(StatePoint) The typical routine a school year brings has been lost this year, as students adjust to hybrid or fully remote learning models and ever-changing reopening plans. According to McKinsey, 75% of the 50 largest school districts in the country have decided to start remotely, and the UN estimates that 94% of the world’s student population has been impacted.
While the disruption the coronavirus has caused the educational system is clear, the long-term impact on students’ mental health is even greater cause for concern. Research recently published in the Journal of the American Academy of Child and Adolescent Psychiatry found that young people who are lonely are up to three times more likely to develop depression, creating mental health issues that could last nearly a decade. The study found that more than one-third of adolescents reported a high level of loneliness during lockdown. While these findings are alarming, utilizing service-learning to supplement traditional curriculum can give students a sense of purpose and connection, helping mitigate loneliness in a digital environment.
One program that has shown success in fostering social and emotional learning is the Lead4Change Student Leadership Program, which encompasses digital lessons in leadership, as well as creating and implementing team projects to meet a need in the community.
“What I want people to take away from our project is that even through isolation, you can still find ways to help out in your community,” says Genesis Morgane, a student from Garner, N.C. who created the “Corona Relief Crew” through the program, distributing kits with essential food and supplies to the homeless and those in nursing homes who have been severely impacted by the pandemic.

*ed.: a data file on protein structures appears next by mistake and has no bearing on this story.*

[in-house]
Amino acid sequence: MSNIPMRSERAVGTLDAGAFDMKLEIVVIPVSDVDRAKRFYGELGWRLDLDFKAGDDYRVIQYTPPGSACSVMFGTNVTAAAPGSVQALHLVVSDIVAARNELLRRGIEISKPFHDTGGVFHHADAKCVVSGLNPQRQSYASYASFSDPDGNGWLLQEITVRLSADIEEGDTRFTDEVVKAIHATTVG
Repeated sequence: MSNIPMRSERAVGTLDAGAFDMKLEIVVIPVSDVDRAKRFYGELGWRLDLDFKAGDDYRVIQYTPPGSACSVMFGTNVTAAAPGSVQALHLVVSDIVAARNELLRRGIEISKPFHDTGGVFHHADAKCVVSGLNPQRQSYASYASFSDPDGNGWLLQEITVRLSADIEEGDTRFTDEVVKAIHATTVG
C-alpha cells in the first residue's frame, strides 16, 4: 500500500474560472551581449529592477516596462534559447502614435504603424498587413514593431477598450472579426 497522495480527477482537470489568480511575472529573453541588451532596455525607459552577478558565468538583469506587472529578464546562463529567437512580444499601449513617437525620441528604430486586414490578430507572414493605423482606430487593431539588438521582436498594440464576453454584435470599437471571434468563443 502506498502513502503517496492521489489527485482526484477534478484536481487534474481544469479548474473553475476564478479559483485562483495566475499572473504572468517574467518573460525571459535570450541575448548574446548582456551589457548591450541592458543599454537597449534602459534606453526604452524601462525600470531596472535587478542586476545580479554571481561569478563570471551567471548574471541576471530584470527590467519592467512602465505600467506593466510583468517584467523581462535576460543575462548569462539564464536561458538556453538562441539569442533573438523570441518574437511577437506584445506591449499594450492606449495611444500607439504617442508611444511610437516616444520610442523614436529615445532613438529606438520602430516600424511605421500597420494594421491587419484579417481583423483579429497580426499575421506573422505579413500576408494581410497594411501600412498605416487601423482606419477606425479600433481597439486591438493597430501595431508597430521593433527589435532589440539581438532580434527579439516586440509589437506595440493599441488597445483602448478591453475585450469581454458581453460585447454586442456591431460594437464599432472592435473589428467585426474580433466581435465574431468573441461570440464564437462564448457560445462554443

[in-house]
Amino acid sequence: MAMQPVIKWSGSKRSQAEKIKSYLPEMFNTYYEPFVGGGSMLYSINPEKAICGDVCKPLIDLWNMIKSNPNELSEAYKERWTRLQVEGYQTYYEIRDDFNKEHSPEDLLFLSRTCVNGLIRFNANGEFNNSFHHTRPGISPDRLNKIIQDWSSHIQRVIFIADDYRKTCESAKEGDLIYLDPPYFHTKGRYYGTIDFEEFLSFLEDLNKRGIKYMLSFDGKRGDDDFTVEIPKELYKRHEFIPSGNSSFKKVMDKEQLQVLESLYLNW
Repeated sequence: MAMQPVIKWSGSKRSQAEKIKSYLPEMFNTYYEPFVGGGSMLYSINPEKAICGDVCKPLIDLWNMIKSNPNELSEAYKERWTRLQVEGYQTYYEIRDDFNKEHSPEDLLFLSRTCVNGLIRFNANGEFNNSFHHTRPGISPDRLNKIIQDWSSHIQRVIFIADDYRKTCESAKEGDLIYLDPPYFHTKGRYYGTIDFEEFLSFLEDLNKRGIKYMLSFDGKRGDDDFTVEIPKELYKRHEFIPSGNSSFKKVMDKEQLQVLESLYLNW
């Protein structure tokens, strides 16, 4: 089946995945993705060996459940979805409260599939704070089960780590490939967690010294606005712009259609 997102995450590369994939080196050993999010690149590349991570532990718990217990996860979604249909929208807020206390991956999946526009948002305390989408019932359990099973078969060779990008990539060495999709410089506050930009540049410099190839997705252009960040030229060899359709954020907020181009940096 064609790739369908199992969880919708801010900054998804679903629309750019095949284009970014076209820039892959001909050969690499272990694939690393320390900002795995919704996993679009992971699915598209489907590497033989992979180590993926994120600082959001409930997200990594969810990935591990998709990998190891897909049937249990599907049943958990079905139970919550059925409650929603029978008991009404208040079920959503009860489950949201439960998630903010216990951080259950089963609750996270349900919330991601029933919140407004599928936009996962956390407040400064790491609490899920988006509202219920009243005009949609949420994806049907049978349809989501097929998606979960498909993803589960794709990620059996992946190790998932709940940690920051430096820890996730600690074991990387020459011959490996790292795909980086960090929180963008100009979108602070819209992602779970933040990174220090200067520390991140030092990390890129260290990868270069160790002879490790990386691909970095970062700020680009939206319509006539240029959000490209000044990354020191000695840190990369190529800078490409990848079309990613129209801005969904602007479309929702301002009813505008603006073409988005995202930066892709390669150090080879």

While the pandemic meant that students had to rapidly adjust to physical distancing guidelines, they were successful in completing their project and building meaningful relationships in a remote environment.
“The most amazing part of their efforts was that everything was done virtually,” says Dr. Cleopatra Lacewell, the teacher overseeing the Corona Relief Crew. “The youth had to engage one another through emails, texts and a computer screen, which is often a challenge for me as an adult.”
The Corona Relief Crew was honored by Lead4Change with a $10,000 grant for the nonprofit of their choice, but an equally rewarding outcome of the project was instilling in its participants a sense of meaning in connection in their community.
“We decided that everyone is at home, alone, having to stay in quarantine and distance themselves from everyone else,” says Morgane. “We said, ‘Why don’t we think about them and let them know that we have not forgotten about them.’”
For more information about the Lead4Change Student Leadership Program and accompanying Challenge, visit lead4change.org.
The disruption students face due to the pandemic is widespread, but not evenly distributed. The UN’s research found that groups that are already vulnerable when it comes to receiving education—those living in poor or rural areas, girls, refugees, and persons with disabilities—experience the greatest impact. The good news is that many digital programs like Lead4Change, which is a free program for all participants, only require enthusiasm and investment of time from students and their teachers.
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